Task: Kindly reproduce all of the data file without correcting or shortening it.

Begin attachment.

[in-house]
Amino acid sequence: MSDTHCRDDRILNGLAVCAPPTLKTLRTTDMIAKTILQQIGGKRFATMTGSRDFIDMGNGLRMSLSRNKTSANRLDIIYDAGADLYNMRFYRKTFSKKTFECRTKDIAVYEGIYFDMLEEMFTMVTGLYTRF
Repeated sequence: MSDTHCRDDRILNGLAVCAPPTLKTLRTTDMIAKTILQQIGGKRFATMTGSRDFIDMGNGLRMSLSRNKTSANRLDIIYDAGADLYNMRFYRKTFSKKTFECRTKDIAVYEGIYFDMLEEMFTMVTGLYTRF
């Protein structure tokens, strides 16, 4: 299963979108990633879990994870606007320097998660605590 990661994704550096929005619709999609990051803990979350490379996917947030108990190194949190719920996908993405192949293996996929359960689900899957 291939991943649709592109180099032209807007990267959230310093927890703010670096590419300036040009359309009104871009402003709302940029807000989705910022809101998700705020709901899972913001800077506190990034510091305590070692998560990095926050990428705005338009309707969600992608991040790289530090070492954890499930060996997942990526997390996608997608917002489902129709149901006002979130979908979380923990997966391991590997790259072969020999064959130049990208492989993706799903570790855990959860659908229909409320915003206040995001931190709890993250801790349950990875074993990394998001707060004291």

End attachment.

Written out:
[in-house]
Amino acid sequence: MSDTHCRDDRILNGLAVCAPPTLKTLRTTDMIAKTILQQIGGKRFATMTGSRDFIDMGNGLRMSLSRNKTSANRLDIIYDAGADLYNMRFYRKTFSKKTFECRTKDIAVYEGIYFDMLEEMFTMVTGLYTRF
Repeated sequence: MSDTHCRDDRILNGLAVCAPPTLKTLRTTDMIAKTILQQIGGKRFATMTGSRDFIDMGNGLRMSLSRNKTSANRLDIIYDAGADLYNMRFYRKTFSKKTFECRTKDIAVYEGIYFDMLEEMFTMVTGLYTRF
């Protein structure tokens, strides 16, 4: 299963979108990633879990994870606007320097998660605590 990661994704550096929005619709999609990051803990979350490379996917947030108990190194949190719920996908993405192949293996996929359960689900899957 291939991943649709592109180099032209807007990267959230310093927890703010670096590419300036040009359309009104871009402003709302940029807000989705910022809101998700705020709901899972913001800077506190990034510091305590070692998560990095926050990428705005338009309707969600992608991040790289530090070492954890499930060996997942990526997390996608997608917002489902129709149901006002979130979908979380923990997966391991590997790259072969020999064959130049990208492989993706799903570790855990959860659908229909409320915003206040995001931190709890993250801790349950990875074993990394998001707060004291």